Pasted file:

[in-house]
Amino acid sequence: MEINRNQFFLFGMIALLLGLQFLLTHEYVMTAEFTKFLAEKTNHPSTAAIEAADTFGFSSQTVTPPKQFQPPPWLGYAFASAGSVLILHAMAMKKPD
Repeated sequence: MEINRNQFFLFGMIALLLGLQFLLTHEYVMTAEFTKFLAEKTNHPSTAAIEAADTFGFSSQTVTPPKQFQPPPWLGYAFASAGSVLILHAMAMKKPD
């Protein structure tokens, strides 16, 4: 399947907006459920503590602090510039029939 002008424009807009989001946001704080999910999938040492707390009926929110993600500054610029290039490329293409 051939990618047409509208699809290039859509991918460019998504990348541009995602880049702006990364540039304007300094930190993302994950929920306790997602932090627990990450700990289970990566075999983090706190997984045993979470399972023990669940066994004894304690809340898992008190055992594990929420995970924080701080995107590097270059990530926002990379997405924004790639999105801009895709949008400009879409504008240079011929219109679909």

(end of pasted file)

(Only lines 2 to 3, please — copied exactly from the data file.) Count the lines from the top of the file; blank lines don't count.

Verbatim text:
Amino acid sequence: MEINRNQFFLFGMIALLLGLQFLLTHEYVMTAEFTKFLAEKTNHPSTAAIEAADTFGFSSQTVTPPKQFQPPPWLGYAFASAGSVLILHAMAMKKPD
Repeated sequence: MEINRNQFFLFGMIALLLGLQFLLTHEYVMTAEFTKFLAEKTNHPSTAAIEAADTFGFSSQTVTPPKQFQPPPWLGYAFASAGSVLILHAMAMKKPD